Sustainability in Warehouses

Over the years environmental concerns have become progressively more prominent in all market sectors and industries. Catch-phrases like “going green”, “environmentally friendly”, “sustainability”, and “renewable” have become ubiquitous, but are interpreted differently by individuals. This leads to a myriad of thoughts and approaches on how to tackle the same problem. The overriding consensus is that climate change and global warming present an ever-increasing problem that everyone must undertake to mitigate – including the logistics/ supply chain industry as they build new facilities to meet increasing demand. It is easier to implement greener solutions for newly built construction when starting from scratch, but it is not impossible for pre-existing buildings, like warehouses, to become more sustainable. So how do you make existing warehouses more sustainable?

Buildings can be made sustainable by reducing their carbon footprint. For example, warehouses can reduce their carbon footprint by putting into action three (3) things:

1. Increase energy efficiency

Decreasing energy consumption to reduce utility costs while maintaining the same or greater productivity. This includes replacing lightbulbs and HVAC system(s) to a more energy efficient unit, installing solar panels on the roof, and movement-detector switches for lighting.

2. Automation

Helps to increase efficiency by doing less work to get more done. For example, utilizing order-picking technology and bar coding allows for operations within warehouses to increase speed and accuracy of each order, lessen paper consumption, and enhance traceability of products.

3. Utilizing sustainable warehouse design

Warehouse design is important for energy efficiency and is most applicable for new buildings. However, improvements to existing buildings can be made to decrease their carbon footprint. This can include utilizing space management techniques to increase productivity by reducing steps when moving goods or installing a green or cool roof to improve cooling or the insulation values for the building.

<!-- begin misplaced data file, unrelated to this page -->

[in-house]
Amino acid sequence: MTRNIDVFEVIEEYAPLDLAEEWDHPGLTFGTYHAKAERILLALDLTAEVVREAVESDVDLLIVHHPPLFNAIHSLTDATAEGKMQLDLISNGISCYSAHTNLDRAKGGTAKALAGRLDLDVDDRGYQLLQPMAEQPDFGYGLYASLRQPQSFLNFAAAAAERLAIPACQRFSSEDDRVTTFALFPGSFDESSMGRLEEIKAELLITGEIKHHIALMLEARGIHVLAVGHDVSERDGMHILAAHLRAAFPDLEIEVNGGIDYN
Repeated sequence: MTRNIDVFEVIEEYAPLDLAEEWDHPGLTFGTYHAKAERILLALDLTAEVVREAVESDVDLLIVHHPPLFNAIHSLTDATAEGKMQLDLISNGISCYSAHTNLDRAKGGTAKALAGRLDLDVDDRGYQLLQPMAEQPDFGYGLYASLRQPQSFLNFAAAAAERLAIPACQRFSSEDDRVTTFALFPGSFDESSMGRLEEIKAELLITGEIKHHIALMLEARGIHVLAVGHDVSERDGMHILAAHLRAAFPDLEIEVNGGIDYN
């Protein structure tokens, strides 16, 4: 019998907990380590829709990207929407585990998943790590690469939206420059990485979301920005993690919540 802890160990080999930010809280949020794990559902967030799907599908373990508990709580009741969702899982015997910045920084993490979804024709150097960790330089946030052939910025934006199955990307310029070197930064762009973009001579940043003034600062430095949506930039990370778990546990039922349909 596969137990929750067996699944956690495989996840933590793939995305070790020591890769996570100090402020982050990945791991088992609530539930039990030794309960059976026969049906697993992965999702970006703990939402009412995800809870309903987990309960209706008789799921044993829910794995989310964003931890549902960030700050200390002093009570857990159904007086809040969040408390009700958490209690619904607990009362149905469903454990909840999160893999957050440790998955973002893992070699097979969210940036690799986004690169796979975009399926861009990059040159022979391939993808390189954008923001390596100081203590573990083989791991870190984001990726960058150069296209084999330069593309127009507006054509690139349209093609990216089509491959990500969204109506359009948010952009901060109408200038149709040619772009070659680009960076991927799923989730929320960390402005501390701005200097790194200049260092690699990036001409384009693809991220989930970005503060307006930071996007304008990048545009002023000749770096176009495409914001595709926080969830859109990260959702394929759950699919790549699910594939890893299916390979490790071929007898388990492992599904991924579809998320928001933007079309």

A good way to demonstrate sustainability in warehouses is by attaining LEED (Leadership in Energy and Environmental Design) Certification. LEED Certification is an internationally recognized green building certification system to measure and define green buildings. Warehouses can attain LEED certification by implementing LEED O+M (Operations and Maintenance) Certification, which provides sustainability solutions for existing buildings.

LEED certification is attained based on performance. The better the performance, the higher the LEED points, better the accreditation. Accreditation ranges from Certified (40 – 49 points), Silver (50 – 59 points), Gold (60 – 79 points), to Platinum (80+ points).

LEED Certifications and Points
Certification Points
Certified 40 – 49
Silver 50 – 59
Gold 60 – 79
Platinum 80+

Earning points is based on eight (8) categories, that includes subcategories for each. (P) represents a prerequisite subcategory, and is a must-have for projects to become LEED certified.

LEED Certifications and Points Points
Location and Transportation
Transportation Performance (P)
Sustainable Sites
Rainwater Management
Heat Island Reduction
Light Pollution Reduction
Site Management
Water Efficiency
Water Performance (P)
Energy and Atmosphere
Energy Efficiency Best Management Practices (P) Fundamenta
Refrigerant Management (P)
Energy Performance (P)
Grid Harmonization
Materials and Resources
Purchasing Policy (P)
Facility Maintenance and Renovations Policy (P)
Waste Performance (P)
Indoor Environment Quality
Minimum Indoor Air Quality (P)
Environmental Tobacco Smoke Control (P)
Green Cleaning Policy (P)
Indoor Environmental Quality Performance (P)
Integrated Pest Management
Innovation 1
Total 100
(P) – Prerequisite – must include in LEED certified projects as per LEED v4.1 Operations and Maintenance

It is important to know which area(s) of a warehouse can be improved. This will also require identifying which aspect to target; whether it is the efficiency, automation, or better design of the operations and maintenance systems being implemented. However, by starting small, like changing outdated to efficient lightbulbs, will immediately impact the environment in a positive way. Striving for a net zero carbon footprint may seem a monumental challenge, however, it is an admirable goal not many have achieved, but it is worth pursuing.



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U.S. Green Building Council. (2021, April). LEED v4.1 Operations And Maintenance.